Campaign gets dirty as muckrakers turn over Kerry's personal life and Bush troubles return

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The Independent US

The United States election is still almost nine months away. But if recent events are any guide, the campaign already promises to be the dirtiest on record - with much of the muckraking centred not on Iraq, but allegations of sexual infidelity and a war which ended 30 years ago.

This week President George Bush's record in the National Guard during the Vietnam war was submitted to sharp new questioning. Old photos have surfaced of John Kerry - his most likely opponent this autumn - sitting at an anti-Vietnam war rally three rows behind the actress Jane Fonda, a favourite conservative bête noire.

In what may be more than co-incidence, The Harvard Crimson magazine has unearthed an interview Mr Kerry gave the student paper in 1970, urging that US troops be put under the command of the United Nations - again a subject that makes Republicans apoplectic.

Republicans have seized on the remarks by Mr Kerry, then a leading spokesman of the Vietnam Veterans Against the War, as proof of the Massachusetts senator's softness on defence. In the interview, Mr Kerry describes himself as "an internationalist" who wanted to see US troops deployed across the world "only at the directive of the UN", and activities by the CIA "almost eliminated". Who is behind this simultaneous unearthing of ancient material is unclear, but political veterans suspect the shadowy hand of the Republican "opposition research" department which has long been amassing information on the Democratic candidates.

Mr Kerry, who spent the day with advisers in Washington before returning to the campaign trail in Wisconsin, must now fend off allegations about his private life. The Drudge Report internet news service - which broke the Monica Lewinsky scandal in January 1998 - claimed that several US news organisations were investigating claims of a relationship between Mr Kerry and an intern. There was no comment from the Kerry camp last night.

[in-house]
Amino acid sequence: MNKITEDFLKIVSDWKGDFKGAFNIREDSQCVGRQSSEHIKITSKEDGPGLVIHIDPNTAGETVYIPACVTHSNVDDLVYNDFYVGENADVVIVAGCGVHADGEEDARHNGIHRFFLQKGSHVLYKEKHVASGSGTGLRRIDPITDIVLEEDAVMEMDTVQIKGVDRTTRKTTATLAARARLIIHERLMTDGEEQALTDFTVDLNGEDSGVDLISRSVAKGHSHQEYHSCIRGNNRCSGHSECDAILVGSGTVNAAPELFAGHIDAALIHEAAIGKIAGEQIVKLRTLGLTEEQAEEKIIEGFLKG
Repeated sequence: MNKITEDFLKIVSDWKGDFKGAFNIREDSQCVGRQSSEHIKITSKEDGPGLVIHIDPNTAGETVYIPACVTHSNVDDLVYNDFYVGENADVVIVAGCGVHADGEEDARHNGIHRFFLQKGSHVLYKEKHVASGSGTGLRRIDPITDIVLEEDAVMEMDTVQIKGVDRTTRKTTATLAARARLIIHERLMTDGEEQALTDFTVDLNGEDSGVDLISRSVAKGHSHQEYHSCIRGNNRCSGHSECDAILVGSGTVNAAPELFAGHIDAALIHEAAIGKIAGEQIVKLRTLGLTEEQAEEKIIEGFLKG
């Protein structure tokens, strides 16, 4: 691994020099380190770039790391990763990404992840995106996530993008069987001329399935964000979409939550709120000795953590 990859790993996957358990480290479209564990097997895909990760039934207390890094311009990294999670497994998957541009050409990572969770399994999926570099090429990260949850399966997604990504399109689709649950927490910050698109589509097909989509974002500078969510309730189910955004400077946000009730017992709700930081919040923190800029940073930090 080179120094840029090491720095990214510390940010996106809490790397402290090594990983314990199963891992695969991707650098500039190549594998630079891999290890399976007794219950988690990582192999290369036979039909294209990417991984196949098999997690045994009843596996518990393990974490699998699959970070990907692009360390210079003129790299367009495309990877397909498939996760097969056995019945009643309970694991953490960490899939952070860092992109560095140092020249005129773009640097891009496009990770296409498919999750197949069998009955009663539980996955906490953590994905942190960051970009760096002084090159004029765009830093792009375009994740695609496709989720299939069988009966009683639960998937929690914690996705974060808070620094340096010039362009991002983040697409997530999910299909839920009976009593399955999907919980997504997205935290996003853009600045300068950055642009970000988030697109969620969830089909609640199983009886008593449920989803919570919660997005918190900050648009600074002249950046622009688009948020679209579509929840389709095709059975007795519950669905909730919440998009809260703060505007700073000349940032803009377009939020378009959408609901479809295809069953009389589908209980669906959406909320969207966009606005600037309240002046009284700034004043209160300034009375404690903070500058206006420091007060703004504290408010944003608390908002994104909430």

Mr Kerry is also under fire for his alleged support for gay marriage. The issue has been thrust centre-stage by the latest ruling of the Supreme Court in Mr Kerry's home state of Massachusetts, that gays were entitled to nothing less.

Republicans hope to turn gay marriage into a classic "wedge issue", splitting liberal Democrats from the blue-collar, socially more conservative, wing of the party - and Mr Bush himself is believed to be about to call for a full-scale amendment of the US constitution, stipulating that marriage cannot be between two people of the same sex.

It has now emerged that Mr Kerry in 2002 opposed an earlier effort to outlaw gay marriage. Mr Kerry now says he supports civil unions between gays, but not marriage.

But Mr Bush is having troubles of his own. The White House release of the President's pay and attendance records during his Guard Service between 1969 and 1973 has not disposed of charges that Mr Bush failed to attend required training sessions in 1972, when he was transferred to Alabama. Yesterday, the White House released records of a dental check up Mr Bush had in Alabama in January 1973. But Democrats say that this proves nothing. The White House, meanwhile, is backing away from an earlier undertaking to release Mr Bush's Guard records in their entirety. Separately, a retired commander of the Texas Guard has complained that Mr Bush's aides went through the records just before Mr Bush embarked on his presidential run in 1998, to make sure that no embarrassing material would surface.

According to The New York Times, the retired officer, Bill Burkett, will claim in a book this week that a Bush aide - Dan Bartlett, who is now Mr Bush's communications director at the White House - ordered that damaging information should be removed from Mr Bush's personnel file. Mr Bartlett denied that there had been any tampering.